This concludes the proof of Lemma 3.2. □

The next corollary is an immediate consequence of part (a) of Lemma 3.2.

### Corollary 3.1

For distinct positive real numbers a and b, and for given $$s\ge 1$$, the function $$t\mapsto Q_{t,s}(a,b)$$ is continuous and increasing on the interval $$[0,1/2]$$.

### Remark 3.1

Combining (a) and (b) from Lemma 3.2, we see immediately that if $$f_{u,s}$$ is the function defined in Lemma 3.1 then, for every $$(a,b)\in {\mathcal{D}}$$, we have

$$\ln \biggl( \frac{Q_{t,s}(a,b)}{I(a,b)} \biggr) =f_{(1-2t)^{2},s} \biggl( \frac{a-b}{a+b} \biggr) .$$

This explains the importance of the family of functions in Lemma 3.1 to our study.

## 4 The main theorem

In this section we prove our main result which states that, for $$s\ge 1$$ and $$u,v\in [0,1/2]$$, the double inequality $$Q_{u,s}(a,b)< I_{(}a,b)< Q_{v,s}(a,b)$$ holds for all distinct positive real numbers a and b if and only if

$$u\le \frac{1}{2}-\frac{1}{2}\sqrt{1- \biggl( \frac{2}{e} \biggr) ^{2/s}} \quad \textrm{and}\quad v\ge \frac{1}{2}- \frac{1}{2\sqrt{3s}}.$$

Further, this result is used to obtain in Corollary 4.1 an upper bound counterpart of the inequality due to Seiffert [11] about the ratio $$A(a,b)/I(a,b)$$.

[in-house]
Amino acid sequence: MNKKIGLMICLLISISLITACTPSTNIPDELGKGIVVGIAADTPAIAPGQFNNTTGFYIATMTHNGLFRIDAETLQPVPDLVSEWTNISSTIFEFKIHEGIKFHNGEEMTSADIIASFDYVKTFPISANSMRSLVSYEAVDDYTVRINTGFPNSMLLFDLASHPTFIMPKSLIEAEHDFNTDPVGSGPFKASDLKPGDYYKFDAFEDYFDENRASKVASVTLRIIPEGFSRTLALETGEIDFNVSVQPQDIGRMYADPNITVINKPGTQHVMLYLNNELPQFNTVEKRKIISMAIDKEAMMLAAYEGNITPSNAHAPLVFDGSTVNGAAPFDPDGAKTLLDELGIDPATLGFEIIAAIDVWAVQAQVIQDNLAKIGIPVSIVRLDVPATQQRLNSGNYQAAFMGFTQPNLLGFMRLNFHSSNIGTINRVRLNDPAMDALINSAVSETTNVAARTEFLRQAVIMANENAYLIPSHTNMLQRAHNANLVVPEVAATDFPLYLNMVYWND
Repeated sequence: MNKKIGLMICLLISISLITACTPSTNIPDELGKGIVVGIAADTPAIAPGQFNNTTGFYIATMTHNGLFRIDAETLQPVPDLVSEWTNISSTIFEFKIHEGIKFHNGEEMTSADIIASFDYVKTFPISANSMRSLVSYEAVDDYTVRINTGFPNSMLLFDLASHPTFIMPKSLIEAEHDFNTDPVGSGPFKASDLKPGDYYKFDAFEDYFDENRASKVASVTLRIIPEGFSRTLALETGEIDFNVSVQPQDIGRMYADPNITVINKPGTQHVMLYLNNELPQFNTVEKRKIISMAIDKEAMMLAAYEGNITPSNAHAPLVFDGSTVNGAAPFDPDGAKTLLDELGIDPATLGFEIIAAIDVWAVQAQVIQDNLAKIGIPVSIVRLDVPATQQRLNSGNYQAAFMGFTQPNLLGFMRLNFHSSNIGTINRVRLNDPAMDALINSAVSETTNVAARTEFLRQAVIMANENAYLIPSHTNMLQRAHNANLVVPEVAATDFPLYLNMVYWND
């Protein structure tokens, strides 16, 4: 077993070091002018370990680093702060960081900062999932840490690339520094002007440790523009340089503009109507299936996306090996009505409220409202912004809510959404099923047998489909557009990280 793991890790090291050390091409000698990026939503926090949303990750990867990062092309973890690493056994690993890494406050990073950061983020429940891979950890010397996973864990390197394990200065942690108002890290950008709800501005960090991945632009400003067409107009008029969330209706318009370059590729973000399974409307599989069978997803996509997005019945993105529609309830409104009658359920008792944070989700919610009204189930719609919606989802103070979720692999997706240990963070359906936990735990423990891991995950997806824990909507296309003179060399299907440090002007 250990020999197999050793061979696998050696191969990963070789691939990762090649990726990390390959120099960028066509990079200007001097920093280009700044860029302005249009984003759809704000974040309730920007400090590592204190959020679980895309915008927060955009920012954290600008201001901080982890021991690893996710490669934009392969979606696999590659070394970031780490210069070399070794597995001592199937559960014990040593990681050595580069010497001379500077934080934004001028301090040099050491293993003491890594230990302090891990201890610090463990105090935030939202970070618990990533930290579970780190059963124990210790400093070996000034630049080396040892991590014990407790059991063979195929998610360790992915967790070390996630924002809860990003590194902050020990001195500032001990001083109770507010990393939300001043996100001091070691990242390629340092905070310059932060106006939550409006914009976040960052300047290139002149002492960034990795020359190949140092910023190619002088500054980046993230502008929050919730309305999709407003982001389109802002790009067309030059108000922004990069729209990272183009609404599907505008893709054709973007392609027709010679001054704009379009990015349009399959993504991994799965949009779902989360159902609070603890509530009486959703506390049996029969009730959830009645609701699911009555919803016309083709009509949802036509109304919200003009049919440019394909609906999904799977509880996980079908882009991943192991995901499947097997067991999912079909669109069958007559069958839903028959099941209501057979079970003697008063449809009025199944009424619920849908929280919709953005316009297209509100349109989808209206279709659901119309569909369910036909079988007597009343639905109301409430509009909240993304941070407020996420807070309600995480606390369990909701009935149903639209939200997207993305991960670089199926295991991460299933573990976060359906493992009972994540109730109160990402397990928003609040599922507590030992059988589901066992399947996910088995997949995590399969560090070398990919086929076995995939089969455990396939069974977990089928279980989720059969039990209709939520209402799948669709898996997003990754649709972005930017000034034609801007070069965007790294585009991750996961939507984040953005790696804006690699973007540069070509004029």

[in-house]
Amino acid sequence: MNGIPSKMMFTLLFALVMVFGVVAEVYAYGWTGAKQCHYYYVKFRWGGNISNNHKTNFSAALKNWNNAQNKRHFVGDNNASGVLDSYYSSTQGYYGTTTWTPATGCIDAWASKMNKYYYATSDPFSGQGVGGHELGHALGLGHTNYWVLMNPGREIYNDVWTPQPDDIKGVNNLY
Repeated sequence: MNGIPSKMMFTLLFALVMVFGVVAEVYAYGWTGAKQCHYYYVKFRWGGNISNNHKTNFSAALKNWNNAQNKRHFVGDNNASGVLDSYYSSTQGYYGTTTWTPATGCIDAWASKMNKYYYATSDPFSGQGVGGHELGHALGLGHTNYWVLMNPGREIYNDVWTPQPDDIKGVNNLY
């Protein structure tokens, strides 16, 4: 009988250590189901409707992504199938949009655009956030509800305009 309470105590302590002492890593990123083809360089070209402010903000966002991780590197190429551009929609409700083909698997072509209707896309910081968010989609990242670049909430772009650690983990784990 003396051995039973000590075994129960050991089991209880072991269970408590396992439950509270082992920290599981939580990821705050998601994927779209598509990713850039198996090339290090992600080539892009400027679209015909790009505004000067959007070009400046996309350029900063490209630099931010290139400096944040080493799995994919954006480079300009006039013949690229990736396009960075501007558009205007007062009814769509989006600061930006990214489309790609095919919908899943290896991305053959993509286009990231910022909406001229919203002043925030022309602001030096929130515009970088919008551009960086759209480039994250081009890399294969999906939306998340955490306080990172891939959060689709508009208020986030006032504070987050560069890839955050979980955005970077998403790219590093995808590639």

### Theorem 4.1

Let s be a real number such that $$s\geq 1$$, and define the sets

\begin{aligned}& {\mathcal{L}}_{s} = \bigl\{ t\in [0,1/2]: \forall (a,b)\in { \mathcal{D}},~ Q_{t,s}(a,b)< I(a,b) \bigr\} , \\& {\mathcal{U}}_{s} = \bigl\{ t\in [0,1/2]: \forall (a,b)\in { \mathcal{D}},~ I(a,b)< Q_{t,s}(a,b) \bigr\} . \end{aligned}

Then

$${\mathcal{L}}_{s}= \biggl[ 0,\frac{1}{2}-\frac{1}{2} \sqrt{1- \biggl( \frac{2}{e} \biggr) ^{2/s}} \biggr] \quad\textit{and}\quad {\mathcal{U}}_{s}= \biggl[ \frac{1}{2}- \frac{1}{2 \sqrt{3s}},\frac{1}{2} \biggr] .$$

### Proof

First note that

$$\biggl\{ \frac{a-b}{a+b}:(a,b)\in {\mathcal{D}} \biggr\} = (0,1 ).$$

So, using Corollary 3.1, we see that $$t\in {\mathcal{L}}_{s}$$ if and only if $$f_{(1-2t)^{2},s}(x)<0$$ for every $$x\in (0,1)$$. However, according to Lemma 3.1, this is equivalent to $$(1-2t)^{2}+(2/e)^{2/s} \geq 1$$ or $$(1-\sqrt{1-(2/e)^{2/s}})/2\geq t$$. This proves that

$$\mathcal{ L}_{s}= \biggl[ 0,\frac{1}{2}-\frac{1}{2} \sqrt{1- \biggl( \frac{2}{e} \biggr) ^{2/s}} \biggr] .$$

Similarly, using Corollary 3.1, we see that $$t\in {\mathcal{U}} _{s}$$ if and only if $$f_{(1-2t)^{2},s}(x)>0$$ for every $$x\in (0,1)$$. Again, by Lemma 3.1, this is equivalent to $$3s(1-2t)^{2}\leq 1$$ or $$(1-1/\sqrt{3s})/2\leq t$$. This proves

$$\mathcal{U}_{s}= \biggl[ \frac{1}{2}-\frac{1}{2\sqrt{3s}}, \frac{1}{2} \biggr] ,$$

and achieves the proof of Theorem 4.1. □

When $$s=2$$, the definition of $$Q_{t,s}(a,b)$$ given by (1) is reduced to the harmonic mean of $$ta+(1-t)b$$ and $$(1-t)a+tb$$. So Theorem 4.1 yields in this case the following theorem from [4].

### Theorem 4.2

([4])

The necessary and sufficient condition on p, q from $$[0,1/2]$$ to have

$$H\bigl(pa+(1-p)b,pb+(1-p)a\bigr)< I(a,b)< H\bigl(qa+(1-q)b,qb+(1-q)a\bigr)$$

for every distinct positive number a and b is that

$$p\leq \frac{1-\sqrt{1-2/e}}{2}\quad \textit{and}\quad q\geq \frac{6- \sqrt{6}}{12}.$$